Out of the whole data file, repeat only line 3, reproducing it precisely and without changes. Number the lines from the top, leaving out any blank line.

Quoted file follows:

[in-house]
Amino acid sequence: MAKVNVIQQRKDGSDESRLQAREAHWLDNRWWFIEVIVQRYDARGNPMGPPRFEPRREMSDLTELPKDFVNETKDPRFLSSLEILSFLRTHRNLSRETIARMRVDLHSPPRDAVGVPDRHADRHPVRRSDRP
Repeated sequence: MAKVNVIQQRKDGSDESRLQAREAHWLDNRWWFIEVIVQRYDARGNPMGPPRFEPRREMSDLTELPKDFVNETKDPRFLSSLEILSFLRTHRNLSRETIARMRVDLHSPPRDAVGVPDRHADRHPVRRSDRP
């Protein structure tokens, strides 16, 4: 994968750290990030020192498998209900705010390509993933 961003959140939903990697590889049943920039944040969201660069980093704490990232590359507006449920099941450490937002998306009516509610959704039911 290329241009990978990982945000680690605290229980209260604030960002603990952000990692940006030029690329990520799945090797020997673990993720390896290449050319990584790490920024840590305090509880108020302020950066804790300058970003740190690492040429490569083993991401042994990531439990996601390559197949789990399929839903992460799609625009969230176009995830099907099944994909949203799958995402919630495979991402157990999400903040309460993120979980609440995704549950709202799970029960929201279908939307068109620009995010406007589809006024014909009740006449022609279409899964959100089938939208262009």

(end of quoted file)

Repeated sequence: MAKVNVIQQRKDGSDESRLQAREAHWLDNRWWFIEVIVQRYDARGNPMGPPRFEPRREMSDLTELPKDFVNETKDPRFLSSLEILSFLRTHRNLSRETIARMRVDLHSPPRDAVGVPDRHADRHPVRRSDRP